This recording of Lynyrd Skynyrd’s shows at the Fox also emphasizes the band’s connection to a particular place. Skynyrd donated part of the proceeds from the Fox Theatre shows to the “Save the Fox” campaign, a last-ditch effort to help preserve the ailing theatre. For their efforts, Ronnie Van Zant (vocals), Allen Collins (guitar), Gary Rossington (guitar), Steve Gaines (guitar), Billy Powell (keyboards), Leon Wilkeson (bass), Artimus Pyle (drums), Cassie Gaines (backup singer), Jo Billingsley (backup singer), and Leslie Hawkins (backup singer) were granted honorary citizenship certificates from the City of Atlanta. Although most of the band members hailed from Florida, fans in Atlanta were instrumental in helping the band achieve its success, and the Fox performances were heralded as a kind of homecoming for the band. On several of the CD’s tracks, Van Zant thanks Atlanta for their continued support, and “Sweet Home Alabama”—a song embraced by many as the anthem of the New South—receives an especially enthusiastic response from audience members.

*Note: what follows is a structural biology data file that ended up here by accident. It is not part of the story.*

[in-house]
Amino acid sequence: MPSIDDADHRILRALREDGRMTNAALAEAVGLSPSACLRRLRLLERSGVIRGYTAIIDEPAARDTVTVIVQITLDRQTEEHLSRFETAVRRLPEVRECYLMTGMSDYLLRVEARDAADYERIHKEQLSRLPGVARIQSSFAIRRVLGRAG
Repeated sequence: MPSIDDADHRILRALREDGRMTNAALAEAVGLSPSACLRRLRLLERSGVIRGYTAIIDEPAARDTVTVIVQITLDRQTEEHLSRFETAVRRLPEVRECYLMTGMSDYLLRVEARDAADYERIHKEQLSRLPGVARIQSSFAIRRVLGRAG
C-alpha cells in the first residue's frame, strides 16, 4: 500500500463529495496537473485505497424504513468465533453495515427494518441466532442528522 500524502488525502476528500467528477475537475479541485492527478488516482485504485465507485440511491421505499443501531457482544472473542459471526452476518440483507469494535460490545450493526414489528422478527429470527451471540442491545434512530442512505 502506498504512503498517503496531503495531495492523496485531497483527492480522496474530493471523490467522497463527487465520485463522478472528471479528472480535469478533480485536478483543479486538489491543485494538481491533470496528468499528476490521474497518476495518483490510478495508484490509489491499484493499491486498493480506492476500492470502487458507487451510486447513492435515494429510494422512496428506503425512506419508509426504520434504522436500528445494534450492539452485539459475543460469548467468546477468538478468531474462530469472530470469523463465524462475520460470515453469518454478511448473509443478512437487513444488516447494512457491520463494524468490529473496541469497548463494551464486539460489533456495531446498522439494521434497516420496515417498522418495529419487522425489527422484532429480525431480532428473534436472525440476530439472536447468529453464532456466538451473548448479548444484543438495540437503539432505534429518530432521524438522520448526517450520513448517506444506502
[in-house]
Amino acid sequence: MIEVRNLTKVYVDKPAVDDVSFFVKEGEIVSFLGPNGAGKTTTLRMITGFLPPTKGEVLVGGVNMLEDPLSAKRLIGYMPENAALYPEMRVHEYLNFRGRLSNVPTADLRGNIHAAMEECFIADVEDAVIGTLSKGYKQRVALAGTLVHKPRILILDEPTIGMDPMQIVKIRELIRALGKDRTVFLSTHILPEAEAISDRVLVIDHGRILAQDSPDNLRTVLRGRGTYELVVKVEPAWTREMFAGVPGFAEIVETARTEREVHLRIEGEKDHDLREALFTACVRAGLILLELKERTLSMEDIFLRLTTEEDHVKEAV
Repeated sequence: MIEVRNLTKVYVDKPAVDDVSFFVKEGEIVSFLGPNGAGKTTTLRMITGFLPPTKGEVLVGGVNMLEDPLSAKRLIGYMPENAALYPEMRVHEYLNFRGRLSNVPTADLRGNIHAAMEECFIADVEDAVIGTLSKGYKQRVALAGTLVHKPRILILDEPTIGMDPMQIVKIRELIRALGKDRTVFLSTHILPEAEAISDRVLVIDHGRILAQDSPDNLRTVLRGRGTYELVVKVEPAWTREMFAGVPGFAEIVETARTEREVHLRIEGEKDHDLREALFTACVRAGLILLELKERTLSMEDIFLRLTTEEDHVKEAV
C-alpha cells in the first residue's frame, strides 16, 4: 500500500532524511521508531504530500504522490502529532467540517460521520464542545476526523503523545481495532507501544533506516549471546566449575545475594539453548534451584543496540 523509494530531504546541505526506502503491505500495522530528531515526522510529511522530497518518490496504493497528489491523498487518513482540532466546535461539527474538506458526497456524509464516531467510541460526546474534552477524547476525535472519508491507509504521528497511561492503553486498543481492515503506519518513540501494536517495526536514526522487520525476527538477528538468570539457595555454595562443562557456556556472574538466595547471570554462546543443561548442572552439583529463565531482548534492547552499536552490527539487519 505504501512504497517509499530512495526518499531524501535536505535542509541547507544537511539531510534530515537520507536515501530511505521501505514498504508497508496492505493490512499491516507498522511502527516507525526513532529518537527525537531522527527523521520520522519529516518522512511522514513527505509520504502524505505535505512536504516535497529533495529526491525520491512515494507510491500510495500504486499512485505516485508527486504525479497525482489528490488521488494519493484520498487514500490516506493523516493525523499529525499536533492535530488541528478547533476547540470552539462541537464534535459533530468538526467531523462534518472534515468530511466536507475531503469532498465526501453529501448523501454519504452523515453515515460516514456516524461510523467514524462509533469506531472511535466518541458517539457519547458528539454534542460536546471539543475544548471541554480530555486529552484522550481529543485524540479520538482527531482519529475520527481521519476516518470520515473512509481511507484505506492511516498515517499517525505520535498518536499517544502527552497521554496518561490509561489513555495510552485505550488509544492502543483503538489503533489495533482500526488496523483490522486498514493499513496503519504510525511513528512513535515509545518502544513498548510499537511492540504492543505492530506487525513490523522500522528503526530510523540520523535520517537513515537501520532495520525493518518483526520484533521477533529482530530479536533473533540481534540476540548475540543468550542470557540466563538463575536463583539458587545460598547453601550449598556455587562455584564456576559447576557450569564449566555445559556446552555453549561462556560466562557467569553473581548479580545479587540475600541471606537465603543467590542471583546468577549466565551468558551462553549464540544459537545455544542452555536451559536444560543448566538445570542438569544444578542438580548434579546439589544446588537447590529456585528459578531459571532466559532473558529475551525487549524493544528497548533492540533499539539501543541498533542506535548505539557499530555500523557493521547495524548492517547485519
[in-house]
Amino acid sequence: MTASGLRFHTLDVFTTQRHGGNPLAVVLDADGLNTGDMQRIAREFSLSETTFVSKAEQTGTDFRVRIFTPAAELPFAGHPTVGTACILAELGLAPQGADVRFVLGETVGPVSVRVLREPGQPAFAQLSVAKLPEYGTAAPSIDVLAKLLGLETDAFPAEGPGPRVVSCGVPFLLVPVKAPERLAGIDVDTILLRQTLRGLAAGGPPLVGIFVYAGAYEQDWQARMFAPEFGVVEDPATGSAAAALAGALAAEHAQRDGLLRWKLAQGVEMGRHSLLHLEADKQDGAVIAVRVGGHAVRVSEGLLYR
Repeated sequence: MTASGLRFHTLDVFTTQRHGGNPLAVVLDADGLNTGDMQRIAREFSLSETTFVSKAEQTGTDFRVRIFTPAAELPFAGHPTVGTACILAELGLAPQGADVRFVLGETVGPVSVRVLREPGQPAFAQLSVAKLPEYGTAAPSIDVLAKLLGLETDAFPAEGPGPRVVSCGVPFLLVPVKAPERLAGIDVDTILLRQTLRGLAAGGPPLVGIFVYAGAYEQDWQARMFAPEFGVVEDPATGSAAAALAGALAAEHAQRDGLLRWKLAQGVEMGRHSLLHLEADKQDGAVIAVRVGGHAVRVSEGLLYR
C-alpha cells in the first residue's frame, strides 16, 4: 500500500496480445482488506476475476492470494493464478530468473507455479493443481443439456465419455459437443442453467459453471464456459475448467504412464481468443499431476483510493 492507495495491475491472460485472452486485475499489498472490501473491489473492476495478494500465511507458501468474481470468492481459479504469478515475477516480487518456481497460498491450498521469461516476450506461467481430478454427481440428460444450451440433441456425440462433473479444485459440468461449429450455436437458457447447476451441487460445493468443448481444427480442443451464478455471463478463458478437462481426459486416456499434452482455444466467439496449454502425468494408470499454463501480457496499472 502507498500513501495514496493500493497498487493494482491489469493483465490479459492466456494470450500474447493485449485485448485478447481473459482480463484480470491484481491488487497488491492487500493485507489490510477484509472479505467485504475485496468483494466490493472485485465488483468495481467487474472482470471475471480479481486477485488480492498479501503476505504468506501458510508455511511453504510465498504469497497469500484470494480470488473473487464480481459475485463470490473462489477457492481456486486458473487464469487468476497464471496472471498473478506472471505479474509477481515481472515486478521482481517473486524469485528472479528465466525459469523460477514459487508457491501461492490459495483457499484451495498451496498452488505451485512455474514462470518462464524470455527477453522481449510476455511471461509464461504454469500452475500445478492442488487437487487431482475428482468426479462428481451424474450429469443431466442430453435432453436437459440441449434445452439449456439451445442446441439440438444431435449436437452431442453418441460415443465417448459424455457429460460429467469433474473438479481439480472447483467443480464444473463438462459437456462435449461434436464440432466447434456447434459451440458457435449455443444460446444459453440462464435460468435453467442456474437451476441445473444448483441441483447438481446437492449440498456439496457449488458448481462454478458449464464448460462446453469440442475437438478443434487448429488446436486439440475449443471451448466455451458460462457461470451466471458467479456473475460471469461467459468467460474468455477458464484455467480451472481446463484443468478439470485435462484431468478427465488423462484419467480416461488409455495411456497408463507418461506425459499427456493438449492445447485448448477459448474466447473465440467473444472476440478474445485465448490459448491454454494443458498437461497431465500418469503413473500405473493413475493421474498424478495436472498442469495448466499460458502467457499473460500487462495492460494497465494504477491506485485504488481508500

One More from the Road (Deluxe Edition) is a welcome addition to the Skynyrd collection. For new fans of the band, the CD provides an audio snapshot of the band at a crucial stage in their musical development; long-time fans will appreciate the care and attention to detail that the production team has given to this rock classic.

Tagged as: lynyrd skynyrd
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This reissue accomplishes exactly what we've come to expect from the best titles in the Deluxe Edition series, but that may not be enough for the regular fan.
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I personally would've sewn a Confederate flag to the back of something or other, if not for the sneaking suspicion that I would've looked like a complete twat.